Voice of America (Washington, DC)

3 January 2014

South Sudan Warring Factions Move Toward Peace Talks

(Page 2 of 2)

The Pentagon said that 20 Americans were evacuated from Juba to Entebbe in Uganda Friday and that two C-130 aircraft are "standing by for any further requests from the State Department" for help in South Sudan.

The United States and several European countries evacuated scores of their citizens from South Sudan in the days immediately following the outbreak of violence.

U.S. Ambassador to South Sudan Susan Page is still in Juba and will maintain "constant communication" with South Sudanese officials, UNMISS and her foreign counterparts, the State Department said in a statement.

The U.S. Embassy in Nairobi will provide consular services for U.S. citizens who choose to stay in South Sudan while the embassy in Juba is closed. The statement did not say how long that would be.

U.S. Announces More Aid for South Sudan

Even as the United States drew down its embassy staffing in Juba, Washington announced a new injection of nearly $50 million in aid to help address the humanitarian crisis in South Sudan, where U.N. officials have said the numbers of displaced persons could leap to 400,000 if a peace deal is not reached in Ethiopia.

The monies "will for all intents and purposes be available immediately to our partners" on the ground in South Sudan, U.S. Deputy Assistant Secretary of State Elizabeth Hopkins told VOA News.

U.S. Special Envoy to Sudan and South Sudan, Donald Booth, was in Addis Ababa Friday for the start of the peace talks, she said.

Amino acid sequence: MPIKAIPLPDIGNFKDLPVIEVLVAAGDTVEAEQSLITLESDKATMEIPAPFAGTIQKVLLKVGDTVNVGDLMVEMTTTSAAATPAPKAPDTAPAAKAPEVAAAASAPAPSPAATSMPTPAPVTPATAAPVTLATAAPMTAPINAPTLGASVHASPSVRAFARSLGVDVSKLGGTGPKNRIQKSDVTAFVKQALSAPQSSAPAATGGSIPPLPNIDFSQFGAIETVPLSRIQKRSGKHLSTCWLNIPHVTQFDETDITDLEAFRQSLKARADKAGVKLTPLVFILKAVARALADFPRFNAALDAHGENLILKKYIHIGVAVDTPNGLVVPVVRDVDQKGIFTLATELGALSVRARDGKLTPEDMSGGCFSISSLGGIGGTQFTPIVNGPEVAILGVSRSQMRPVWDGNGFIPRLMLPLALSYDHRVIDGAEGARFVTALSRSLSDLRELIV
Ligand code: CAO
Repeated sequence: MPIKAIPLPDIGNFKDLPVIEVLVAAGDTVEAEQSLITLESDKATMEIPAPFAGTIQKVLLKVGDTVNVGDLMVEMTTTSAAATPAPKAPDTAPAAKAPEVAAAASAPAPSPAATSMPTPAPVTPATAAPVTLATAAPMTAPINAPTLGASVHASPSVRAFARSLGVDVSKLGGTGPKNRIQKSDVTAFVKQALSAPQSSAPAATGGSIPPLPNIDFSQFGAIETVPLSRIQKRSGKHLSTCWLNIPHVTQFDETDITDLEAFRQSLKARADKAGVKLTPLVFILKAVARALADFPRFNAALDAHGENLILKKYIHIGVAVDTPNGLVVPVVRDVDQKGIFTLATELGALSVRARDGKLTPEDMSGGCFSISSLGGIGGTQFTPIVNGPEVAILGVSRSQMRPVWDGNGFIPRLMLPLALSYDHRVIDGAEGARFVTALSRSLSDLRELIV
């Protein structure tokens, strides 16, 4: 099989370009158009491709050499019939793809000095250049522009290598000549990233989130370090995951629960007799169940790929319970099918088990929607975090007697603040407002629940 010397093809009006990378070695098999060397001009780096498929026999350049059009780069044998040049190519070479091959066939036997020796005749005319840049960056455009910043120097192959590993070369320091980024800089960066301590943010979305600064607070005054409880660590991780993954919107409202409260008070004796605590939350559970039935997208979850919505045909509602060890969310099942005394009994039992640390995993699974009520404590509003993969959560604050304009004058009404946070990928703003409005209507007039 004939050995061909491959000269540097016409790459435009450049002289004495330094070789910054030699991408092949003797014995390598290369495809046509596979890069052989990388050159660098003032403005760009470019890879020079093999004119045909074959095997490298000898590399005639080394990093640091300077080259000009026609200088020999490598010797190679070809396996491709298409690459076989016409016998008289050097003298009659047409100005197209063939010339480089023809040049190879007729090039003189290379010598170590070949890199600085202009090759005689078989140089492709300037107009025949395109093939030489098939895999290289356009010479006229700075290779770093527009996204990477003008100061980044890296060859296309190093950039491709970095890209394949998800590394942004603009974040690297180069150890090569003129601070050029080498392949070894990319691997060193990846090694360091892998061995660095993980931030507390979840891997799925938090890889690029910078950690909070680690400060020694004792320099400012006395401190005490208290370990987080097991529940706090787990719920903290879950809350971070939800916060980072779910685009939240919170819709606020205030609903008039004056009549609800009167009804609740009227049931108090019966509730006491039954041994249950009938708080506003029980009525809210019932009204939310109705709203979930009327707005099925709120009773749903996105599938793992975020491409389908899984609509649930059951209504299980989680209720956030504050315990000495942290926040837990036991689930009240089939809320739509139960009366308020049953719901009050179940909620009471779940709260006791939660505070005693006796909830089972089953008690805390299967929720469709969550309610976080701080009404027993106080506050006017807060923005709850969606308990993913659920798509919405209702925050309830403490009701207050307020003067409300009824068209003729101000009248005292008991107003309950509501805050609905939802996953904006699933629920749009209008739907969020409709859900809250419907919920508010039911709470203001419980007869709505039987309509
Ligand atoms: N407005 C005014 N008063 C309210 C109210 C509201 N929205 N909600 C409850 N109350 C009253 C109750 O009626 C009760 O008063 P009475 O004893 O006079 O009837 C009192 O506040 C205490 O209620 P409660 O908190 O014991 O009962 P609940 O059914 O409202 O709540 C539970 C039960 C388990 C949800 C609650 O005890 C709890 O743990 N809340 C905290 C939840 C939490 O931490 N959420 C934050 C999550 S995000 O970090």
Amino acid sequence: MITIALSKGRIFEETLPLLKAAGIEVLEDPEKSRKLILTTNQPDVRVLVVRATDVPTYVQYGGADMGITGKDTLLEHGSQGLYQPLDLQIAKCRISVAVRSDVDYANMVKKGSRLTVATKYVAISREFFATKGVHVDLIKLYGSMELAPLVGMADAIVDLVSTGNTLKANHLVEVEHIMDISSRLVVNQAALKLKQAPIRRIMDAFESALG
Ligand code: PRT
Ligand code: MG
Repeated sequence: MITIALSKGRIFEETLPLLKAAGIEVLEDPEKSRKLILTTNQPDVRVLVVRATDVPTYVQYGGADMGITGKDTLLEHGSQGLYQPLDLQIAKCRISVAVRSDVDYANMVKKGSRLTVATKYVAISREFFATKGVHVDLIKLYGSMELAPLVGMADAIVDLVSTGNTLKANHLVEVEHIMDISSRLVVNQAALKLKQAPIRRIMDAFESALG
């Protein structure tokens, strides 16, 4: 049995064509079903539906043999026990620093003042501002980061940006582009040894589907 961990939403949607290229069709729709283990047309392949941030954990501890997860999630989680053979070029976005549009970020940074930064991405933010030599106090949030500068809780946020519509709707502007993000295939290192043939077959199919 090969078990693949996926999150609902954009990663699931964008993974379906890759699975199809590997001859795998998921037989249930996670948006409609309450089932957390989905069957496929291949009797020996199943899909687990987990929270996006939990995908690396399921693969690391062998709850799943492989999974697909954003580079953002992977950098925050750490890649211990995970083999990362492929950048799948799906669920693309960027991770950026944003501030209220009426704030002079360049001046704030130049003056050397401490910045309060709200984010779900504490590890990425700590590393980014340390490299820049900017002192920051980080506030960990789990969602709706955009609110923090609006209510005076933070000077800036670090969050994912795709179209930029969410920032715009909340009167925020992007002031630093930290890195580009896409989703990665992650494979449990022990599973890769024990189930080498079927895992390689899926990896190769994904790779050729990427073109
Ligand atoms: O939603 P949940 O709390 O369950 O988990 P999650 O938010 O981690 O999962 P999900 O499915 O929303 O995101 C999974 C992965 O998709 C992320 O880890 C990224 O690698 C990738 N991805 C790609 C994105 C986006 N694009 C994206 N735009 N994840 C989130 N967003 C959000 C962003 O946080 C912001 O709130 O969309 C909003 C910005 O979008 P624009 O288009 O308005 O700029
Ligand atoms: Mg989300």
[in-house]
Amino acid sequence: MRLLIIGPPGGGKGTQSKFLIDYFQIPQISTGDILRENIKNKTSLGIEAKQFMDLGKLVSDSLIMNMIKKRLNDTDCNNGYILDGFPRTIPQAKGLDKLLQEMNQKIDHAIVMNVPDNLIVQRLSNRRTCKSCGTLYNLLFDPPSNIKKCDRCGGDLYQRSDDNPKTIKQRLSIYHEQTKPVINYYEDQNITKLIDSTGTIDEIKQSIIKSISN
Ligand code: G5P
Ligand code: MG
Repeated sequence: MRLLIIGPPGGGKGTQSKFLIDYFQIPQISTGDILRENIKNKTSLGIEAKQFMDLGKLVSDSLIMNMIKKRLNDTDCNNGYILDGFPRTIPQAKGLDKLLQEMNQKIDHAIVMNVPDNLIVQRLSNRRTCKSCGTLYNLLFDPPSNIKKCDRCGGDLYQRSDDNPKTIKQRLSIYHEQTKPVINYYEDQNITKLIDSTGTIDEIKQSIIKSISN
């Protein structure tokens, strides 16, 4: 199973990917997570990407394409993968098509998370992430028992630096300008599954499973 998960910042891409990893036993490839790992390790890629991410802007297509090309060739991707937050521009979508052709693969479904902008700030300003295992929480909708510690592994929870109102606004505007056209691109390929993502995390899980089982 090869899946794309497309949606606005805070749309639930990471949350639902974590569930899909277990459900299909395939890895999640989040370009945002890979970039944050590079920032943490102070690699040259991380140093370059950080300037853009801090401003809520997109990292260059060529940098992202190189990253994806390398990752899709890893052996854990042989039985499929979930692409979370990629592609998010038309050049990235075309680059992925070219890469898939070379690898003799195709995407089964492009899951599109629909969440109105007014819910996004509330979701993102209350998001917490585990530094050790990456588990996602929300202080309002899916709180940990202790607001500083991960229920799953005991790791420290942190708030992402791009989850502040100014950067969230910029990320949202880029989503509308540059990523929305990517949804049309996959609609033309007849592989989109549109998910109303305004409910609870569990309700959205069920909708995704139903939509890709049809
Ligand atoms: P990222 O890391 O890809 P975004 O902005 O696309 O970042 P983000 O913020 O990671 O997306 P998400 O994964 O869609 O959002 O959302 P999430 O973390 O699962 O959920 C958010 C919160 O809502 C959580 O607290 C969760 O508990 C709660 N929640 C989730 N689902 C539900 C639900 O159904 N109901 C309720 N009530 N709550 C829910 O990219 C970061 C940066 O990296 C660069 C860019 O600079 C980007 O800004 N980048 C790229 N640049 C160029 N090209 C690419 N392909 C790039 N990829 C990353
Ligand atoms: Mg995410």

He and Secretary of State John Kerry "continue to urge President Kiir and former Vice President Machar to reach an immediate cessation of hostilities, most importantly allow full and unfettered humanitarian access, and to work to resolve their differences peaceful and democratically," Hopkins said.

"We remain very committed to peace and stability in South Sudan," she said.

The United Nations said that aid agencies in South Sudan are scaling up their work, especially in towns that have been struck by violence and in rural sites where civilians have sought safety.

"The largest site of civilians was in Awerial, Lakes State, where up to 76,000 people have gathered," Jens Laerke of the U.N. Office for the Coordination of Humanitarian Affairs (OCHA), told reporters in Geneva on Friday.

Laerke said aid agencies are providing food, non-food items and basic healthcare in Awerial, and are stepping up efforts to make clean water and latrines available.

Ads by Google

Copyright © 2014 Voice of America. All rights reserved. Distributed by AllAfrica Global Media (allAfrica.com). To contact the copyright holder directly for corrections — or for permission to republish or make other authorized use of this material, click here.

AllAfrica publishes around 2,000 reports a day from more than 130 news organizations and over 200 other institutions and individuals, representing a diversity of positions on every topic. We publish news and views ranging from vigorous opponents of governments to government publications and spokespersons. Publishers named above each report are responsible for their own content, which AllAfrica does not have the legal right to edit or correct.

Articles and commentaries that identify allAfrica.com as the publisher are produced or commissioned by AllAfrica. To address comments or complaints, please Contact us.